"Superscores," "subscores," "scaled scores"…we get it. It’s stressful enough navigating standardized testing without feeling like you need a dictionary just to understand the terminology.
Fortunately, we speak this language fluently and we’re here to demystify 10 of the key standardized testing terms we know you’ll come across so you can focus on the things that matter—test prep itself.
1. Scaled ScoreThis is your "official" test score. The SAT scale ranges from 400-1600. The ACT scale ranges from 1-36. If you feel a little lost trying to compare your 1230 SAT score to your 25 ACT, don’t stress! You can use score percentiles to compare across tests or find concordance tables where that work has already been done for you.
2. Score PercentileThis tells you how your score compares to other testers. If you score in the 85th percentile on an SAT or ACT, it means you scored better than 85% of other testers on that test. Percentiles are a useful way to compare your performance across tests as well as a great way to keep your score in perspective!
3. Section Scores & Subscores
Section scores are given for individual test sections. The SAT has two sections: one combined Reading & Writing section and one Math section. The ACT has four: English, Math, Reading, and Science.
Subscores used to be given for specific content areas within a test but have been replaced with performance breakdowns under “Knowledge and Skills” on the SAT and “Detailed Results” on the ACT. These indicate what percent of questions you answered correctly in specific content categories, like "Standard English Conventions" or "Advanced Math." These subscores can give you a rough sense of your test strengths and weaknesses.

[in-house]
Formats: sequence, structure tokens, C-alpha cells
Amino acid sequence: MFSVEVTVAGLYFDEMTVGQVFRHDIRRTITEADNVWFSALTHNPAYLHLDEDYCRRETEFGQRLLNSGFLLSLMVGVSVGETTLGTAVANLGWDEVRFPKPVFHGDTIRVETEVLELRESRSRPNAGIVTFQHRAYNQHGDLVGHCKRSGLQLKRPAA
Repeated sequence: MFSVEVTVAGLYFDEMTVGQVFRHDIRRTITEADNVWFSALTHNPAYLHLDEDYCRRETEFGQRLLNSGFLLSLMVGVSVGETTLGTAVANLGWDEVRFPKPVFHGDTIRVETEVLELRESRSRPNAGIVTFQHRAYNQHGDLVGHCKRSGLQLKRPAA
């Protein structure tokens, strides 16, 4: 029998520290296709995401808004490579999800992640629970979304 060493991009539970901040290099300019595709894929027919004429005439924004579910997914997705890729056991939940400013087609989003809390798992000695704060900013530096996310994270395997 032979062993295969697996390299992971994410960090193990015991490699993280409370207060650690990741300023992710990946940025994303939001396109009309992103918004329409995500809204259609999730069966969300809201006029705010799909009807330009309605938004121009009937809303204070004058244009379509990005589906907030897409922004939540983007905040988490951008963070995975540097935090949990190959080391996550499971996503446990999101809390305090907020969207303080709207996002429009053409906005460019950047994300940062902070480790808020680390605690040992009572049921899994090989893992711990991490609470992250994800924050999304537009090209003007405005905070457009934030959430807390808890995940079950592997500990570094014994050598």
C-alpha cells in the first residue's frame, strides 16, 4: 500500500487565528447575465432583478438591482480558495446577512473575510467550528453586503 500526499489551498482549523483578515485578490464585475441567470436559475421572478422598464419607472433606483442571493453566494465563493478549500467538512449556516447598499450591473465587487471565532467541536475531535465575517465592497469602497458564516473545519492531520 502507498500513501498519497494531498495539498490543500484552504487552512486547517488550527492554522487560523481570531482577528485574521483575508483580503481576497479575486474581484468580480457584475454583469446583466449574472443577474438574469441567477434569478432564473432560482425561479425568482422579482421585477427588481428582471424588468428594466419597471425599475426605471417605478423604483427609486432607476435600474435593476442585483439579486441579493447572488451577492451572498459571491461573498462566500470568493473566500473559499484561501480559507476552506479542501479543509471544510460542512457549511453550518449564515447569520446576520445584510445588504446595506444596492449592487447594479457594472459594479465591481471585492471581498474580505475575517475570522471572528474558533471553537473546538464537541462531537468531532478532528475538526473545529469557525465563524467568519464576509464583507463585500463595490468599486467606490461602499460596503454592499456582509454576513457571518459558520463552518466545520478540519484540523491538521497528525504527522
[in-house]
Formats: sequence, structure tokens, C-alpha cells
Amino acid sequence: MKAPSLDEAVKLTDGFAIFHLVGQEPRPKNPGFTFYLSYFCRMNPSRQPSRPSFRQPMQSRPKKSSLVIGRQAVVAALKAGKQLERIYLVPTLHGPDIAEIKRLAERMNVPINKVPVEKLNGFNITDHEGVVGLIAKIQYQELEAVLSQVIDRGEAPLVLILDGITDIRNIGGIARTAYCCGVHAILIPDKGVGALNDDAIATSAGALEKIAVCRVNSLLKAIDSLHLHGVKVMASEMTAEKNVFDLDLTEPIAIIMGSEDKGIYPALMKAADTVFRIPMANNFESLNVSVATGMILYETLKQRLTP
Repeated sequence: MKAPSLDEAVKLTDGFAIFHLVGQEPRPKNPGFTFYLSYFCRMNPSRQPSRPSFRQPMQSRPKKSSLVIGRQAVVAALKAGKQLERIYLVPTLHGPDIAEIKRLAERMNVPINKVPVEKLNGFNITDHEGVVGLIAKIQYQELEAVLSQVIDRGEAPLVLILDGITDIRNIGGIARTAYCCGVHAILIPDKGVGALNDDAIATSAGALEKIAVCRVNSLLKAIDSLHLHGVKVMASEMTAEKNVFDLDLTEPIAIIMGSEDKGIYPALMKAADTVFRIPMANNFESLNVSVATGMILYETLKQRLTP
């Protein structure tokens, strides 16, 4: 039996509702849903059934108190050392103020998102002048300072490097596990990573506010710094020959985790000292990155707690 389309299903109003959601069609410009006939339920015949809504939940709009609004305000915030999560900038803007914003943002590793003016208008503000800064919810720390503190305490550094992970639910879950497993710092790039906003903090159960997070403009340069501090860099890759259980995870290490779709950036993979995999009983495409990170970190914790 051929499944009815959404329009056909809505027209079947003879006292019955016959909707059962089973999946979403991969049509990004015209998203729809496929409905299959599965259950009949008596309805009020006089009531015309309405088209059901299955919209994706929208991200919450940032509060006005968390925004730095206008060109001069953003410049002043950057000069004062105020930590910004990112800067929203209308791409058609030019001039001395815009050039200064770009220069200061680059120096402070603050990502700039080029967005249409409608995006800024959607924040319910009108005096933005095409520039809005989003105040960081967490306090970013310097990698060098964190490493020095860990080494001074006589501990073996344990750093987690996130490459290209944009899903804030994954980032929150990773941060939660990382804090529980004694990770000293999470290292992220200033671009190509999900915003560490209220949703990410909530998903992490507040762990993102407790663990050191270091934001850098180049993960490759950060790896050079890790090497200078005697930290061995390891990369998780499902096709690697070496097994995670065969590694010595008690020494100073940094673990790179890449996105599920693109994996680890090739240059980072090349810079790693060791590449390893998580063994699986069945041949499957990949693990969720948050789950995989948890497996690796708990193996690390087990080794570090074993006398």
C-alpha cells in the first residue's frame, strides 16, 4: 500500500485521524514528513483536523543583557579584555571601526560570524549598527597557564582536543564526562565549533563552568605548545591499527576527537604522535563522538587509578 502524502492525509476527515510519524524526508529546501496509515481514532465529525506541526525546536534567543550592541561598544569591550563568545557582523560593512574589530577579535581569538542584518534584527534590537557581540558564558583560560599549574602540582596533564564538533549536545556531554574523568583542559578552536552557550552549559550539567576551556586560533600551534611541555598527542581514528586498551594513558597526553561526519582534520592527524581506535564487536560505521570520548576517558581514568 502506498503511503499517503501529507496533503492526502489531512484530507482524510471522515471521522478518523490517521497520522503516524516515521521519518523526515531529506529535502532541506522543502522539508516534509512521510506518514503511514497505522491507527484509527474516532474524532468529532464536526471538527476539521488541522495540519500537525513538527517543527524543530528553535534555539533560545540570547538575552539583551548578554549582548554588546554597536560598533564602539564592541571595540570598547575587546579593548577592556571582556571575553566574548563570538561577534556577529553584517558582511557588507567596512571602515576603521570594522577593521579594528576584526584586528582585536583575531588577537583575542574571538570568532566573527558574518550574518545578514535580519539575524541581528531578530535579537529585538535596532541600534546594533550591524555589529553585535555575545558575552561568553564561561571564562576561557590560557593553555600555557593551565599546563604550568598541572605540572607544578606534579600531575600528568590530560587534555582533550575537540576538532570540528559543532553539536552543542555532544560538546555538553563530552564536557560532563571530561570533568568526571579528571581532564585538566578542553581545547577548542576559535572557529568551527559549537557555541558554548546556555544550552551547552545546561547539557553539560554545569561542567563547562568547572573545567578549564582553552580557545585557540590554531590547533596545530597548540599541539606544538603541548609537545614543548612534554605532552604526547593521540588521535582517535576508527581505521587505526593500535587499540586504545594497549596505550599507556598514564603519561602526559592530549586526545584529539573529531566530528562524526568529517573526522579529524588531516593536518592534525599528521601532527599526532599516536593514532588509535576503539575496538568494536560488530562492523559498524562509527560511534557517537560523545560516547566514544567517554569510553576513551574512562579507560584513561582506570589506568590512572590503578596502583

TIP: Content areas shown on score reports are very general, and some are more important than others. Unless you have an expert tutor interpreting them for you, don’t rely too much on them to guide your prep. Instead, collect the individual questions you missed and look for the errors that occur the most.
4. Score Choice & Superscores
Score Choice is a program rolled out by the College Board that allows you to choose what SAT scores you send to colleges (and omit the ones you don’t want them to see!). This sounds great but some colleges don’t allow it. What’s more, Score Choice isn’t always as desirable as it seems, especially if you omit a test that could get you a good superscore.
A superscore is a score calculated by combining your highest section scores from the same test (either the SAT or the ACT) on different official test dates. For example, if you took the SAT twice and did better in Math the first time and better in Reading and Writing the second time, you would combine these two highest scores to get your "superscore." Many colleges will calculate this for you and use this score for admissions decisions, but be sure to check individual college policies.
TIP: Do not take this as a pass to do poorly on the test sections you don’t need for your superscore. Even if all you need is a few extra points in ACT Math, deliberately bombing the other three sections may not look good to a college admissions office. Be strategic with your prep and where you put in the most effort on test day, but try to also do well across all test sections. And whether you use score choice or shoot for a strong superscore, make sure to check out the policy of the college to which you’re applying to see what they’ll accept.